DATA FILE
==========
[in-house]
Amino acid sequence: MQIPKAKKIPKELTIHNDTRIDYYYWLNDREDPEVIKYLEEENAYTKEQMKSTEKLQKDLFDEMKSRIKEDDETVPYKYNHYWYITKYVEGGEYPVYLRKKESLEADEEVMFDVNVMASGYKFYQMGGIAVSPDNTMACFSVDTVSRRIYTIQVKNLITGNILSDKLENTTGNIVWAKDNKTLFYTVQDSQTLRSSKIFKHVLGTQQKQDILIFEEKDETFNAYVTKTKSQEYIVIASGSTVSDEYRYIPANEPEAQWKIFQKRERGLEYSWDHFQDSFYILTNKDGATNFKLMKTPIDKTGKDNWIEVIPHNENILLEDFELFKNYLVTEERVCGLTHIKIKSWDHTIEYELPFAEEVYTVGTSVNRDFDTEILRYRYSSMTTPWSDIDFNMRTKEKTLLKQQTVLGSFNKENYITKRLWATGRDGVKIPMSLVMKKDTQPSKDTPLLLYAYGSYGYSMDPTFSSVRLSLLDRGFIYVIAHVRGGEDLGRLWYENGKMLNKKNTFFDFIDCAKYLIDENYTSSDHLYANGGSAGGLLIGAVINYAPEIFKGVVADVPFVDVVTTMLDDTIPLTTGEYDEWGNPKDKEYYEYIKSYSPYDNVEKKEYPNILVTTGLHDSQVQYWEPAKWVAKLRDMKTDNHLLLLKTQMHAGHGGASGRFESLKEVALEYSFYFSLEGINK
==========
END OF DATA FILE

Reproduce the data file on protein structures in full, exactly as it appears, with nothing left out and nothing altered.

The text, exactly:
[in-house]
Amino acid sequence: MQIPKAKKIPKELTIHNDTRIDYYYWLNDREDPEVIKYLEEENAYTKEQMKSTEKLQKDLFDEMKSRIKEDDETVPYKYNHYWYITKYVEGGEYPVYLRKKESLEADEEVMFDVNVMASGYKFYQMGGIAVSPDNTMACFSVDTVSRRIYTIQVKNLITGNILSDKLENTTGNIVWAKDNKTLFYTVQDSQTLRSSKIFKHVLGTQQKQDILIFEEKDETFNAYVTKTKSQEYIVIASGSTVSDEYRYIPANEPEAQWKIFQKRERGLEYSWDHFQDSFYILTNKDGATNFKLMKTPIDKTGKDNWIEVIPHNENILLEDFELFKNYLVTEERVCGLTHIKIKSWDHTIEYELPFAEEVYTVGTSVNRDFDTEILRYRYSSMTTPWSDIDFNMRTKEKTLLKQQTVLGSFNKENYITKRLWATGRDGVKIPMSLVMKKDTQPSKDTPLLLYAYGSYGYSMDPTFSSVRLSLLDRGFIYVIAHVRGGEDLGRLWYENGKMLNKKNTFFDFIDCAKYLIDENYTSSDHLYANGGSAGGLLIGAVINYAPEIFKGVVADVPFVDVVTTMLDDTIPLTTGEYDEWGNPKDKEYYEYIKSYSPYDNVEKKEYPNILVTTGLHDSQVQYWEPAKWVAKLRDMKTDNHLLLLKTQMHAGHGGASGRFESLKEVALEYSFYFSLEGINK